THE CLASSICS: Why the “10 French Capsule Wardrobe Essentials” Fails You*A Tangent on Normcore*I’m starting to understand the issue with "Classics"; a canonical list that is distributed to the masses by the current purveyors of non-offensive fashion. Like many, I’ve felt my dissenting skepticism for these lists deep down, and in my early college years, have scoffed at anything that tried to pin-down a collection of what everyone should have in their wardrobe. I view it in the same way as “these are the books you should read” and “these are the things you should eat” but everyday. Anyway you button it, fashion is a conspicuous communicator. So why are we aspiring so frantically to communicate the same way?Let’s take a look-see at the culprits of some of these “lists” and my knee-jerk reactions to them…A Trench coat? But I hate khaki. And tie-waist belts are a pain in the gut.A Pencil skirt? More like a food-baby skirt…Ballet flats? I can get on board with this. But I need 12 different colored pairs…A crisp white shirt? Lint. Sriracha. Foundation. Nuff said.A striped sailor’s tee? But the good ones are $200 at least!Knee high boots? But my calves are bigger than my neck. (True story.)And so on.I do not in fact want to end up with a wardrobe like the above. I would be underwhelmed and boringly dressed. I understand that these lists often outline a solid foundation for which a wardrobe should grow upon, but nowadays, every blogger worth her streetstyle is hell bent on purveying minimalist-chic looks that can be encapsulated in full to a list of basics.
If being “fashion savvy”, if you will, were that easy, everyone would dress the same all the time…and though many are, there’s still some idiosyncrasy pushing through the crowd of sportif-clad monochrome moguls in Stan Smith sneakers and something vaguely Philo-esque. So why the resistance? For you, dear reader, I don’t believe that it is purely “trench coats don’t come in my size” or “I cannot find the perfect one…” you simply don’t see the classics as a) interesting or b) pertinent to your personal style at the moment. Simple and completely acceptable. Dead Fleurette’s take on simplicity dennotes the relative difficulty in buying “simple” styles: look beyond the “boringness” and see the almost imperceptible shifts in denim washes, proportions, texture, cut and tailoring. If you ask, “won’t wearing the same things get boring?” then yes, the answer to you is wholeheartedly yes. If you had a wardrobe that felt ALL YOU, then no, you wouldn’t get bored. You’d feel like you could conquer anything.The Man Repeller just came out with this cogitation on her own reaction to “Normcore”. This literature changed my life because my constant mental tug of war between choosing to have a uniform and being a fashion unicorn was almost becoming too much to bear. Over six months into this journey of not buying clothes, I can definitely identify my wardrobe as being 80% Uniform & 20% Unicorn. My question then is how do I discern what to invest in in the future? What should outweigh the other when it comes down to click-time? I thought that last-ability in both the stylistic and fidelity senses were trump all, but now, how an item makes one feel (shmexy like a glitter-covered skinny dipper! Hot like an emu’s egg on fire! Omnipotent like Lorde!) may in fact be the kicker…So. Are you uniform or are you unicorn??Until next time,-DTrainPh. The Sartorialist.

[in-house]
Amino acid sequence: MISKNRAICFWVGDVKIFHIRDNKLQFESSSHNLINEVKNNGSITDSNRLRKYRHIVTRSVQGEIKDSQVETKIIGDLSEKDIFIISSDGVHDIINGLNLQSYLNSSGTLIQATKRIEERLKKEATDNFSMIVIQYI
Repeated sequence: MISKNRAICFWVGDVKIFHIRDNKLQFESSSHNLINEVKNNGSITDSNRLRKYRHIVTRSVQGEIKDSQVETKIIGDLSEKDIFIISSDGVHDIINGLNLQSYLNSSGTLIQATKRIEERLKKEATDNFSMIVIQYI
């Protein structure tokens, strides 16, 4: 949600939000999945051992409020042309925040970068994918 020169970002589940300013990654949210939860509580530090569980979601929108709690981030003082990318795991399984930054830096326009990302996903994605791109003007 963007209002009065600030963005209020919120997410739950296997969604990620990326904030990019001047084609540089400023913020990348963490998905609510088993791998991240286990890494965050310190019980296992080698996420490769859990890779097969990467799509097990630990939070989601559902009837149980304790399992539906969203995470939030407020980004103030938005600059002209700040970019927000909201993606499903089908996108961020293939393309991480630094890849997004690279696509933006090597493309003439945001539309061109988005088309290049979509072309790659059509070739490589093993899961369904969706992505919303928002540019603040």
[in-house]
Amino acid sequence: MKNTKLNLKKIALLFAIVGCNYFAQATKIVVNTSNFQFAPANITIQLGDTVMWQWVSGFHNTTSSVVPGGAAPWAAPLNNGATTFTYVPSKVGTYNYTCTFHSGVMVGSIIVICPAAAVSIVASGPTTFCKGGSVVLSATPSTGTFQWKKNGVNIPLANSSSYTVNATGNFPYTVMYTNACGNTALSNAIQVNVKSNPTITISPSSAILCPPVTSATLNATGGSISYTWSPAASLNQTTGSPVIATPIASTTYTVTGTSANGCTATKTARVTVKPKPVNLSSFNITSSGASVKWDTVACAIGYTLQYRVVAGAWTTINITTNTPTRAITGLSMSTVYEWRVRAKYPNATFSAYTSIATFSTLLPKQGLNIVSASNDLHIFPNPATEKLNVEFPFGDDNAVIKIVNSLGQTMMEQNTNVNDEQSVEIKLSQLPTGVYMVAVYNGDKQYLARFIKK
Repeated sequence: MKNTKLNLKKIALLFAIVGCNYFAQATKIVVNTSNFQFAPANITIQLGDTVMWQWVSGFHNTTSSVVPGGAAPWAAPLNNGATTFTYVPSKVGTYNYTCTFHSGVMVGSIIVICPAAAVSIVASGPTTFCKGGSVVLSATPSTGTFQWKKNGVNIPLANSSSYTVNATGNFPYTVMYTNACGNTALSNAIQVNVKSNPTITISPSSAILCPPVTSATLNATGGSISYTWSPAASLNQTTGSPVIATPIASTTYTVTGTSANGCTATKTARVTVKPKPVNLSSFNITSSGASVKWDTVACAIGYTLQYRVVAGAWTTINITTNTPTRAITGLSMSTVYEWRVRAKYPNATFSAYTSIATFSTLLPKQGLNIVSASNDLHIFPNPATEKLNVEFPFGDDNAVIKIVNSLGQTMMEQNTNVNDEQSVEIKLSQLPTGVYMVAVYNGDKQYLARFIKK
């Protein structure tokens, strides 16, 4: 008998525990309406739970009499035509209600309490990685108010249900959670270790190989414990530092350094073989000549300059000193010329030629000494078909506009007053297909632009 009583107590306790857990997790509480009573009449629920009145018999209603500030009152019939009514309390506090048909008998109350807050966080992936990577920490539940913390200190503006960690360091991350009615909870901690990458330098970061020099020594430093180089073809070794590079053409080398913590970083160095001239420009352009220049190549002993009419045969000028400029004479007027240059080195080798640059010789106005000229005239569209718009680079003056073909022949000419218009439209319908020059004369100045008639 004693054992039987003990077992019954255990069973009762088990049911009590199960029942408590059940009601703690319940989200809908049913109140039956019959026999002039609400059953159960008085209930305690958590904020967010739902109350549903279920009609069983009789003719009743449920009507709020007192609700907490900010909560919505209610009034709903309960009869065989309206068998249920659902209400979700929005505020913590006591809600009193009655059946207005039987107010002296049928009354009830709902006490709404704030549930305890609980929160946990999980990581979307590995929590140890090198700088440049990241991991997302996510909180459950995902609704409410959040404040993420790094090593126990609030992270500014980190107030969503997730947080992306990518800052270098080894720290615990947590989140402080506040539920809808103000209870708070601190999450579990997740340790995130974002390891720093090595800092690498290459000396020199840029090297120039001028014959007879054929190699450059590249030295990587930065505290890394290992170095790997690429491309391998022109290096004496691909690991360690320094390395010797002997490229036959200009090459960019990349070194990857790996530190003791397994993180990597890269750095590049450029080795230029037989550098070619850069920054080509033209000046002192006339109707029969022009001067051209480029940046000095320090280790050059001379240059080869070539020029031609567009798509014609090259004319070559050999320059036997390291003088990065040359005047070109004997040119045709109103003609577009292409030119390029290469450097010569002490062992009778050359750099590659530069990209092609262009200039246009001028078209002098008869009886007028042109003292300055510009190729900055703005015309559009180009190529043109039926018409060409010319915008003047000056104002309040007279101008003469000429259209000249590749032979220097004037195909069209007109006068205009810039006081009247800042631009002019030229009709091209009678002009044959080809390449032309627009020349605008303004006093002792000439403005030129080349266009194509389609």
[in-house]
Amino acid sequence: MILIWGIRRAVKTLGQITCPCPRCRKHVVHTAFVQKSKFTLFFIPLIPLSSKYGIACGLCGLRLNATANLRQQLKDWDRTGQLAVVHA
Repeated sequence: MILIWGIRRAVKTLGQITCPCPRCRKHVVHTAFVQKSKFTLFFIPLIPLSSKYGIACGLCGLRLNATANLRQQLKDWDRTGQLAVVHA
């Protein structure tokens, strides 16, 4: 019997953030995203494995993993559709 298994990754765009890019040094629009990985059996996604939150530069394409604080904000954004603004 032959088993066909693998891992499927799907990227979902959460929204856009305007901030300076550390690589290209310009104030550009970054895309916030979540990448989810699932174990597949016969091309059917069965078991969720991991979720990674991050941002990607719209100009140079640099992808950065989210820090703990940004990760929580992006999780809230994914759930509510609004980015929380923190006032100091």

THE CLASSICS:
Why the “10 French Capsule Wardrobe Essentials” Fails You
*A Tangent on Normcore*